Sources close to the panel said last night that they believe Miss Berry will fail to recognize Mr. Kirsanow at the meeting today and will attempt to address the agenda with Miss Wilson casting votes.
"Mary Frances Berry will ask her general counsel for a ruling and, of course, he will rule in her favor, and that will be that. Or that's what they believe," said one commission staffer.
Miss Wilson was appointed by Mr. Clinton on Jan. 13, 2000, to fill an unexpired, six-year term that ended Nov. 29. She now says she told the White House personnel office at the time of her appointment that she intended to serve six years of her own, not leaving until 2006.
But records from the Clinton White House, reviewed by The Times, show that Miss Wilson's term was always scheduled to end this year.
That conclusion was confirmed by a legal opinion by the Justice Department's Office of Legal Counsel.
"In our view, the 1994 amendments maintained the systematically staggered terms of Commissioner members," said a Dec. 4 letter to Rep. F. James Sensenbrenner Jr., chairman of the House Judiciary Committee.
Starting in 1983, Congress limited the panelists' terms to six years and staggered them so that no one party could stack the commission. The statute also provided that "any member appointed to fill a vacancy shall serve for the remainder of the term for which his predecessor was appointed."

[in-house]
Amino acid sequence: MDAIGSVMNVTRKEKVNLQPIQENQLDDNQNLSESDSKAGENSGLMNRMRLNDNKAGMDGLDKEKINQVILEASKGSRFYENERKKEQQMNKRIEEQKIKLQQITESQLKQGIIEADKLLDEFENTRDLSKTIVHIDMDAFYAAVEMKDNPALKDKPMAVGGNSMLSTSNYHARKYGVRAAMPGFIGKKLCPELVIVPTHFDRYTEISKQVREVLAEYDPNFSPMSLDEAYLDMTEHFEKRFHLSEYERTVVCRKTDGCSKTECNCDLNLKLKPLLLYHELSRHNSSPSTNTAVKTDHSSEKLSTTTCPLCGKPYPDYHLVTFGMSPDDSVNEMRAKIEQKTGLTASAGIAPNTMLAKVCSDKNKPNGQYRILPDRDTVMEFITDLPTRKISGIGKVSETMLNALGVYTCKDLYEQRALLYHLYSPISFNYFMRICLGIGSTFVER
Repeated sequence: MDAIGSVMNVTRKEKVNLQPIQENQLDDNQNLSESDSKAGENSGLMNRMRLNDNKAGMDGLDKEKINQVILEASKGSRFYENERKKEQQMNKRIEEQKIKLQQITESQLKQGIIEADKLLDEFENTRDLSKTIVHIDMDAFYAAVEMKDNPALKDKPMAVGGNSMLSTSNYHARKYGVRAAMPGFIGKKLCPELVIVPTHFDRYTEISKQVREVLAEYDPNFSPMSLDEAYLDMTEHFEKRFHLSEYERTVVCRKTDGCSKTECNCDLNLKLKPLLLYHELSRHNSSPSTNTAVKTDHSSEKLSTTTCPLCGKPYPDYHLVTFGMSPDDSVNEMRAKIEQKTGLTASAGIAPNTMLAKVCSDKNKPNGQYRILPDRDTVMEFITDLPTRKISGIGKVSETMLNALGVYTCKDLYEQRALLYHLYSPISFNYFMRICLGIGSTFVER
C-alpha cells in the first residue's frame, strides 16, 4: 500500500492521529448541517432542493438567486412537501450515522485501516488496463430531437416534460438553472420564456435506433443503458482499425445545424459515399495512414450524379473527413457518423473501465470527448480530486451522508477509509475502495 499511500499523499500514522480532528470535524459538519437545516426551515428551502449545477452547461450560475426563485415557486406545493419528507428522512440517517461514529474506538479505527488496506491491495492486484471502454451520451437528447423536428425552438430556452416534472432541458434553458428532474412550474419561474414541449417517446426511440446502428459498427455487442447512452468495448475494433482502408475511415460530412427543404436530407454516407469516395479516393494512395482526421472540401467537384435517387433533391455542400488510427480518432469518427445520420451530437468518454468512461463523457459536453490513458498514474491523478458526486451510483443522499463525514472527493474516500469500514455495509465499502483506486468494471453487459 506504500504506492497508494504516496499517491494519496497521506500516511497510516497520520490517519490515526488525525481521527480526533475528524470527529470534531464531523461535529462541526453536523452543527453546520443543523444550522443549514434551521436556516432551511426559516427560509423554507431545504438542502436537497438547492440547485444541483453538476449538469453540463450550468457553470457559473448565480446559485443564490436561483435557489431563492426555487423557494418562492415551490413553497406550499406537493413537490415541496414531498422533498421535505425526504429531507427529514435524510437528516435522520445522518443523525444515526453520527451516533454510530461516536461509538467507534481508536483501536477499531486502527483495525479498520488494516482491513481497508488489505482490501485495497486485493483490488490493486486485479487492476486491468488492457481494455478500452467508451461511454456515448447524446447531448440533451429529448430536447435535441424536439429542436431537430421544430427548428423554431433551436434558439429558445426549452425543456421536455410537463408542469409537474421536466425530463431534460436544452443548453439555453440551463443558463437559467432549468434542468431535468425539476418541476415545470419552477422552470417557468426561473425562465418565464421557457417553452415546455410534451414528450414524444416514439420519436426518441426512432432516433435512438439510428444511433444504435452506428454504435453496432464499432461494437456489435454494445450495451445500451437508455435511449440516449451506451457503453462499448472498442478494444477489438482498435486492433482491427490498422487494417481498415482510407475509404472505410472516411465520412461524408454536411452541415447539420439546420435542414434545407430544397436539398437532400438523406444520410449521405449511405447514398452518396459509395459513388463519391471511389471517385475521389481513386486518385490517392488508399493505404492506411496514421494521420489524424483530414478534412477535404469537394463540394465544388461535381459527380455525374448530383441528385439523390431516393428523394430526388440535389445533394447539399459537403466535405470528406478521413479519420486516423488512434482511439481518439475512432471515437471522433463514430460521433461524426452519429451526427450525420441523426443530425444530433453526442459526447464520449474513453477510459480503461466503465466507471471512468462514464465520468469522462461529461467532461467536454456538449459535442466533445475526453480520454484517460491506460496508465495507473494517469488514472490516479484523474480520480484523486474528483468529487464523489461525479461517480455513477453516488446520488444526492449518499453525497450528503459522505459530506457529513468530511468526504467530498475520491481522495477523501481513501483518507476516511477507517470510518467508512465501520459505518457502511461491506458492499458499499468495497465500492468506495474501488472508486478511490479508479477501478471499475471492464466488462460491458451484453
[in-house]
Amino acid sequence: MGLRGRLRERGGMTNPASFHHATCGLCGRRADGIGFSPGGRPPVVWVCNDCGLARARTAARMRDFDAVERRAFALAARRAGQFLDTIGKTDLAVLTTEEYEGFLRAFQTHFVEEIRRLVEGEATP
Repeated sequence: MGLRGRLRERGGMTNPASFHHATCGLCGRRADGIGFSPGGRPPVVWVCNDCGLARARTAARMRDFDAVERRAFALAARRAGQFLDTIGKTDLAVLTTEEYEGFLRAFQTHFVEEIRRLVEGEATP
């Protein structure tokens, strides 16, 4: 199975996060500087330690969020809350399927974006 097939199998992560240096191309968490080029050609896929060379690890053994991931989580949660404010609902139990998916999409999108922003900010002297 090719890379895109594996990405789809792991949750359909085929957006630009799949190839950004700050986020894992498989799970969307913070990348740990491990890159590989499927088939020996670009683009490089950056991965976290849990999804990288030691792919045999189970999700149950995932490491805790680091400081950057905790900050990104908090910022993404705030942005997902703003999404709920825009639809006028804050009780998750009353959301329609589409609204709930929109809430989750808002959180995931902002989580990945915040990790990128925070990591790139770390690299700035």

When the commission was reauthorized in 1994, that part of the statute was left out.
But the Justice Department this week noted that "there is nothing in the legislative history that suggests that this deletion was intended to effect a substantive change."
Mr. Fleischer said, "A new six-year appointment on the Civil Rights Commission would be exactly contrary to the laws that govern the Civil Rights Commission that require a staggering of the period of time when somebody is on the commission."
"Otherwise, if you could have people step down and then appoint new people to a new six-year term, you could game the Civil Rights Commission so that a president could appoint six people of his own choosing to serve new six-year terms," he added.
Commissioner Abigail Thernstrom, who has been Miss Berry's most outspoken critic on the eight-member panel since being appointed in January, promised that today's meeting will be "theater."
"Mary Frances Berry has an opportunity to restore integrity to this body as a bipartisan civil rights commission. This is in Mary Frances Berry's interest. When it becomes 4-4, she will have a chance to show that she can work with those who disagree with her. She is misreading her own best interests."
Republican lawmakers are already backing the president.
"This controversy could do severe harm to the reputation of the Civil Rights Commission," said Sen. Orrin G. Hatch of Utah on the Senate floor yesterday. "As if the American people did not have enough drama in their lives, we hardly need something like this to further erode the public's confidence in the Civil Rights Commission."